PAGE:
Risk Factor: A teenage girl who self-harms

Case notes

PRACTITIONER Steve Roberts, director of Radical Services, a therapeutic service for young people.

FIELD Residential child care.

LOCATION Penrith, Cumbria .

CLIENT  Renata,* a 13-year-old girl with a history of serious self-harm.

CASE HISTORY Renata had come to care provider Radical Services in a state of crisis. She had been in care for eight years and had a history of unsuccessful foster care and residential placements. Her local authority was having difficulties placing her because she frequently self-harmed. This behaviour was brought on by anxiety, particularly when around other young people or in stressful situations.

DILEMMA: Radical Services has various residential settings in urban and rural locations. A remote placement was available, which would have a calming effect but was far from medical facilities.

RISK FACTOR If Renata inflicted a serious injury on herself, medical services may not be able to attend the remote location in time to help her.

OUTCOME With support, Renata settled into the rural setting. After a period of 15 months, she developed healthy coping mechanisms.

* Not her real name


Self-injury is seen by some as “attention-seeking”. But individuals who habitually self-harm commonly do so as a way of coping with traumatic experiences, writes Mark Drinkwater. Steve Roberts is director of Radical Services, an independent provider working with young people with complex behavioural and emotional difficulties.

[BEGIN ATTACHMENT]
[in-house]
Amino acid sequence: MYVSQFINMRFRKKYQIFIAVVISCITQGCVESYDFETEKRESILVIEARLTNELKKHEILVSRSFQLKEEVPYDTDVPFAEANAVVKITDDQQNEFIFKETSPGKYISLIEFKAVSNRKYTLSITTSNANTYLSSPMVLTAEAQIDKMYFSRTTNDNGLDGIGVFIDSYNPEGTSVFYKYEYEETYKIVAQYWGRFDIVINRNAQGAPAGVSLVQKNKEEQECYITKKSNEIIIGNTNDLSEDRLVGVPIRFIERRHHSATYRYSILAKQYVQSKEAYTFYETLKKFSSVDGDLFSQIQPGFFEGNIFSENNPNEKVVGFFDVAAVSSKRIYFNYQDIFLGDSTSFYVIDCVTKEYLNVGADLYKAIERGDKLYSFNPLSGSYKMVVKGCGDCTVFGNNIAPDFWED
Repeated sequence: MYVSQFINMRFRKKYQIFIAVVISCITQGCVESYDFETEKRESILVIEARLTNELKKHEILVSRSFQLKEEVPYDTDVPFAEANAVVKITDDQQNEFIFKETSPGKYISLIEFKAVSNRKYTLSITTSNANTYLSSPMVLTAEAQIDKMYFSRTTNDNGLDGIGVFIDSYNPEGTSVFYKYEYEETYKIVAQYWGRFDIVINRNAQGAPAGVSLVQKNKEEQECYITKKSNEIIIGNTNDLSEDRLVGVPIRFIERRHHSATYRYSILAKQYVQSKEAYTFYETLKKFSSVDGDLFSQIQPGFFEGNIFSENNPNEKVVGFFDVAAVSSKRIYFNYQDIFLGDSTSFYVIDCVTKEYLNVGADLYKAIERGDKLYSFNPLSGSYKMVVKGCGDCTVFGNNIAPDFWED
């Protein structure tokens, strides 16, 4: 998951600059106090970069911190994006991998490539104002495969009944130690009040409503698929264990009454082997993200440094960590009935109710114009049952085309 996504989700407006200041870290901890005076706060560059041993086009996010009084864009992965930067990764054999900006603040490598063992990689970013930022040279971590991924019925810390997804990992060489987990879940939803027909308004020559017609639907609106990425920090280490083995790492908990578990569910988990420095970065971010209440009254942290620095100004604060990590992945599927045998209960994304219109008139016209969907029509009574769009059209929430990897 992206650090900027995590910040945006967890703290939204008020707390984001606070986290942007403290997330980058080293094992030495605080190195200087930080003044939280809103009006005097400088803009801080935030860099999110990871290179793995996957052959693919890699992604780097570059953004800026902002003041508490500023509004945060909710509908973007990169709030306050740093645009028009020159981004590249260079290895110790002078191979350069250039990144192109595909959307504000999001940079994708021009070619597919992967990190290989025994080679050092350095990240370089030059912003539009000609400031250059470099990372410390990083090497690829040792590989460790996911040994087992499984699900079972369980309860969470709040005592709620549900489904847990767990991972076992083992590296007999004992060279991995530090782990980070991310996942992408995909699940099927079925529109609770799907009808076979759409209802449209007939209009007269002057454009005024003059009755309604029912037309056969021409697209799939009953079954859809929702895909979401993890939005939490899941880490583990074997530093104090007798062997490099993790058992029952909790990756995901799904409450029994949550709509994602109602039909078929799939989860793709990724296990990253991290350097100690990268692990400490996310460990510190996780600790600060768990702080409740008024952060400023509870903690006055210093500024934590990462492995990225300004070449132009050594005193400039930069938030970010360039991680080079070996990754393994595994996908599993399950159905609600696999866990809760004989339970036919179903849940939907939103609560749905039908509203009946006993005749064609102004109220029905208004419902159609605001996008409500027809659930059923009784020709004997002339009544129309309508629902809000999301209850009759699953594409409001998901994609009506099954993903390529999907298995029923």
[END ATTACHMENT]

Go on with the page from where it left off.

When Renata came to Radical Services she was in a state of crisis, having experienced repeated foster placement breakdowns. Her self-harming was particularly severe. “The behaviour included hitting and cutting herself,” says Roberts. She was engaging in extremely risky self-harm.

Radical Services has several single placement units suitable for such crisis work. An initial assessment looked at what triggered these situations. It was identified that part of the problem stemmed from the stress of being around lots of other people. So, a key issue in providing care for Renata was deciding where she would be best placed. Keeping her in a populated area would have risked escalating her anxiety and with that, more serious self-harm.

One potential residential unit was situated in a remote forest setting, but was far from any other facilities. However, the risk of placing her in this isolated location was that should she sustain a serious injury she would be far from emergency services.